• In JS there's Array.prototype.filter method for this purpose.
  • Can I then turn appids into an arra of just ids and not the full object? thanks for your help!
  • @user3201696 You would need to chain a .map() after the filter, definitely possible.
  • @jAndy awesome, thanks!! Is there somewhere I can see an example, as I'm sure how to chain the 2 together. Would I just do the map inside this filter after the return?
  • @user3201696 it would pretty much look like .filter(function(obj) { return obj.selected; }).map(function(obj) { return obj.id1 }); That would create a new array which only contains the values of the id1 properties.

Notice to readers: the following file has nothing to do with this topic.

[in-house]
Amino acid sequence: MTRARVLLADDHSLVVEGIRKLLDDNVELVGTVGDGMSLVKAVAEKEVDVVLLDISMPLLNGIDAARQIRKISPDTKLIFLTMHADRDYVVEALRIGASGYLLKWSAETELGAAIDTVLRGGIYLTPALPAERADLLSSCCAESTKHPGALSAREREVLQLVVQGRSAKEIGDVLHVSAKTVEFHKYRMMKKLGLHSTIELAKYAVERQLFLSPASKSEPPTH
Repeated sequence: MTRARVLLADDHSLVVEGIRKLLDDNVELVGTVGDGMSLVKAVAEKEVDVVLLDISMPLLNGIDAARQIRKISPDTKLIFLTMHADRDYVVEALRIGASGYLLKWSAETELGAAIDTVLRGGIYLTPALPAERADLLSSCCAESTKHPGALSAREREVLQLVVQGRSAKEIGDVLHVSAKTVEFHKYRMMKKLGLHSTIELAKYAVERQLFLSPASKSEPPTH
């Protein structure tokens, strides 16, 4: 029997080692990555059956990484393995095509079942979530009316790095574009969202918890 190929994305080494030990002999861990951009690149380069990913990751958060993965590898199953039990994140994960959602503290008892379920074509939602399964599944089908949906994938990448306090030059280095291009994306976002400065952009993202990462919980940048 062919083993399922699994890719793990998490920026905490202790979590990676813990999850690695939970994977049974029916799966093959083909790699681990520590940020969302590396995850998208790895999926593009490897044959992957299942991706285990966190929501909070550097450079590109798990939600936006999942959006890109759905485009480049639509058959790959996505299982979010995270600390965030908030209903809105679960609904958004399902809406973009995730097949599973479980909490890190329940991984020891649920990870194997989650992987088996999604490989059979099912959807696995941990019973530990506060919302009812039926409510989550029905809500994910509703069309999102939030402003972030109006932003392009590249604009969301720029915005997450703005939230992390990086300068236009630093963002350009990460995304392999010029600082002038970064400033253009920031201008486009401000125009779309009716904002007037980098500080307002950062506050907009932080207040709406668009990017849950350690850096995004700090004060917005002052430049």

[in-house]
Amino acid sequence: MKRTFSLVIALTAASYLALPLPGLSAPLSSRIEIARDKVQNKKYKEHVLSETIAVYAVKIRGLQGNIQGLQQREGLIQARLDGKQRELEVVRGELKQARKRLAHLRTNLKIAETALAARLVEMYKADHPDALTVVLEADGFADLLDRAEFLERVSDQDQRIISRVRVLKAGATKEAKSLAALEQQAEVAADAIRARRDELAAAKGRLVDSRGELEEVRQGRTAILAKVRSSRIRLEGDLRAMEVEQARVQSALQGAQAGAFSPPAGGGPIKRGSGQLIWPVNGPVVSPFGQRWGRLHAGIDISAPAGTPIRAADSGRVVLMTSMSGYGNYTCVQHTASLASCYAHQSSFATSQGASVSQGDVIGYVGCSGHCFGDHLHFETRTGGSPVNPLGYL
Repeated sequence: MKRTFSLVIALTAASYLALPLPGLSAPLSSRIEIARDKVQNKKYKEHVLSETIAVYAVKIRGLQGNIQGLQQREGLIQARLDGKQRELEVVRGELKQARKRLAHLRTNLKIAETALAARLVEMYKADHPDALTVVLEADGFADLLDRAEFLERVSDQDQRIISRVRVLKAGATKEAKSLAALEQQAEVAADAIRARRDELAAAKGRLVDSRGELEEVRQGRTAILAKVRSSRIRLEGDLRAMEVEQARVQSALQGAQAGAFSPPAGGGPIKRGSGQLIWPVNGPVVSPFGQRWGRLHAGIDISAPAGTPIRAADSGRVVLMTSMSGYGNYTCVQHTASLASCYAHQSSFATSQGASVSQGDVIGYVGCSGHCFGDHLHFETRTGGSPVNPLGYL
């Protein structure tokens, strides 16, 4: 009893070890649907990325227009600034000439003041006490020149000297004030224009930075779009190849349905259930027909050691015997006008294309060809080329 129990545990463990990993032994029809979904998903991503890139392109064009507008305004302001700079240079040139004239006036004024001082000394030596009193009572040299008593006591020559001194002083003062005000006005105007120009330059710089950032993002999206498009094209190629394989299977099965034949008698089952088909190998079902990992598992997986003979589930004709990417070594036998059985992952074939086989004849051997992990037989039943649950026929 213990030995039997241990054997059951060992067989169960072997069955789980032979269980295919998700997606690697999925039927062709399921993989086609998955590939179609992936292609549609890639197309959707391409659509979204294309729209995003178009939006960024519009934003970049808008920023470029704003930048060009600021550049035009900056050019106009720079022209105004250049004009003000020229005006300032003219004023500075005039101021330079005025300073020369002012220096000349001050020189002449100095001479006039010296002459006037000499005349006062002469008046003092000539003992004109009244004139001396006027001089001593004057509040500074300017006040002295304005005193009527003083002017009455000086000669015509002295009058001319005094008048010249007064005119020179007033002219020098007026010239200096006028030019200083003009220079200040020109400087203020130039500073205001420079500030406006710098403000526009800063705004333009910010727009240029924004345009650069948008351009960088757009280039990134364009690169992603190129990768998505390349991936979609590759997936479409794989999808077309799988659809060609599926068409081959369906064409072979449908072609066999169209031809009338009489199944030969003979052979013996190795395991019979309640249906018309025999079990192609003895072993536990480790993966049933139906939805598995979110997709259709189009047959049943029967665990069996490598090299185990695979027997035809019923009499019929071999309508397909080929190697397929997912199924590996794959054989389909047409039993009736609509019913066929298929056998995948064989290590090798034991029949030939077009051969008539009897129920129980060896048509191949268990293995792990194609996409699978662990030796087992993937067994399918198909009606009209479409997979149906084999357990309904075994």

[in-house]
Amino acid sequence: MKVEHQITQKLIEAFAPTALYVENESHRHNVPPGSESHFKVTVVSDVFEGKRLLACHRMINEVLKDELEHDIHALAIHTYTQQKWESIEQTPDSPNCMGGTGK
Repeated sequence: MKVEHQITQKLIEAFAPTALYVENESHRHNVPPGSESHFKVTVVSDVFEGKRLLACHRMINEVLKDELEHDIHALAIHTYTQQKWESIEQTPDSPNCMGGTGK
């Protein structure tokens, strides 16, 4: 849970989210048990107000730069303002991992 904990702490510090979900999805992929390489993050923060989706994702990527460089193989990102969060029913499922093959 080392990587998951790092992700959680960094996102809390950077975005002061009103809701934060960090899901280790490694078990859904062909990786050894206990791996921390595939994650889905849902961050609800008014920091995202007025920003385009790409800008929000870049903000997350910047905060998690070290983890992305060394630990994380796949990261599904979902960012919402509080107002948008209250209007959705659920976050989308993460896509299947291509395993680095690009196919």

• @jAndy oh this is exactly what I'm looking for, thank you so much!!
  • @DanMandel is possible to stop pushing element first time pushed.. i meant only one value should printed on console..?
  • @SivaprakashD do you mean you want to find the first instance where this is true? you could var id = things.find(thing => thing.selected) and it would stop after it finds the first instance…. Or use similar .some method to just get a true/false "does this object live in this array"
  • @JustinL. Thanks for the reply and i solved this form another Stack overflow question....
  • @DanMandel - How can filter + map be O(n^2) ? It will be O(2n) I think, which is basically O(n)
  • @DanMandel filter + map is definitely O(n) not n².